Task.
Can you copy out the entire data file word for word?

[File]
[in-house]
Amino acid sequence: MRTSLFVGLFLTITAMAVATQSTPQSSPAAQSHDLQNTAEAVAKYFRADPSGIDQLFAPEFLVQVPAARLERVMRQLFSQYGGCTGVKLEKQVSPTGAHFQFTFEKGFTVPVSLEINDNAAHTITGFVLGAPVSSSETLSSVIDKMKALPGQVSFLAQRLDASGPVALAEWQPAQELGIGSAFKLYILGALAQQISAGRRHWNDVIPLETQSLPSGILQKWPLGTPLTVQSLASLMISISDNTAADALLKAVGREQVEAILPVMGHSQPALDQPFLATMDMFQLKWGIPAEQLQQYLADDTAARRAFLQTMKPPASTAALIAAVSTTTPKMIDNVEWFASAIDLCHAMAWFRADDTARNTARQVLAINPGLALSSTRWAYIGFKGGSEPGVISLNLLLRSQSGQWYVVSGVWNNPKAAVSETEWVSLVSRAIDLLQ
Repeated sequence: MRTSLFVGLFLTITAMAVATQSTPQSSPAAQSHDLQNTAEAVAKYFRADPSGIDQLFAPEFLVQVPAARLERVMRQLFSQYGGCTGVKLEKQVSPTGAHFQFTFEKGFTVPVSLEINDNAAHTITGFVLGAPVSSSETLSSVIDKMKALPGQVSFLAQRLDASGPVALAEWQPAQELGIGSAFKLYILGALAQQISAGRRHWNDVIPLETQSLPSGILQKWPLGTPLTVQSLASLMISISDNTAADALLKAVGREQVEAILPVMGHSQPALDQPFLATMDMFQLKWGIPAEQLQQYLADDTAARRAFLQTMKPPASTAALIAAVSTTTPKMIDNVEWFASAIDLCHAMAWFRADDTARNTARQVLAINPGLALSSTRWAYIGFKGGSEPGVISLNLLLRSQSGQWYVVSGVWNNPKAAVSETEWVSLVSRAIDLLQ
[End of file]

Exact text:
[in-house]
Amino acid sequence: MRTSLFVGLFLTITAMAVATQSTPQSSPAAQSHDLQNTAEAVAKYFRADPSGIDQLFAPEFLVQVPAARLERVMRQLFSQYGGCTGVKLEKQVSPTGAHFQFTFEKGFTVPVSLEINDNAAHTITGFVLGAPVSSSETLSSVIDKMKALPGQVSFLAQRLDASGPVALAEWQPAQELGIGSAFKLYILGALAQQISAGRRHWNDVIPLETQSLPSGILQKWPLGTPLTVQSLASLMISISDNTAADALLKAVGREQVEAILPVMGHSQPALDQPFLATMDMFQLKWGIPAEQLQQYLADDTAARRAFLQTMKPPASTAALIAAVSTTTPKMIDNVEWFASAIDLCHAMAWFRADDTARNTARQVLAINPGLALSSTRWAYIGFKGGSEPGVISLNLLLRSQSGQWYVVSGVWNNPKAAVSETEWVSLVSRAIDLLQ
Repeated sequence: MRTSLFVGLFLTITAMAVATQSTPQSSPAAQSHDLQNTAEAVAKYFRADPSGIDQLFAPEFLVQVPAARLERVMRQLFSQYGGCTGVKLEKQVSPTGAHFQFTFEKGFTVPVSLEINDNAAHTITGFVLGAPVSSSETLSSVIDKMKALPGQVSFLAQRLDASGPVALAEWQPAQELGIGSAFKLYILGALAQQISAGRRHWNDVIPLETQSLPSGILQKWPLGTPLTVQSLASLMISISDNTAADALLKAVGREQVEAILPVMGHSQPALDQPFLATMDMFQLKWGIPAEQLQQYLADDTAARRAFLQTMKPPASTAALIAAVSTTTPKMIDNVEWFASAIDLCHAMAWFRADDTARNTARQVLAINPGLALSSTRWAYIGFKGGSEPGVISLNLLLRSQSGQWYVVSGVWNNPKAAVSETEWVSLVSRAIDLLQ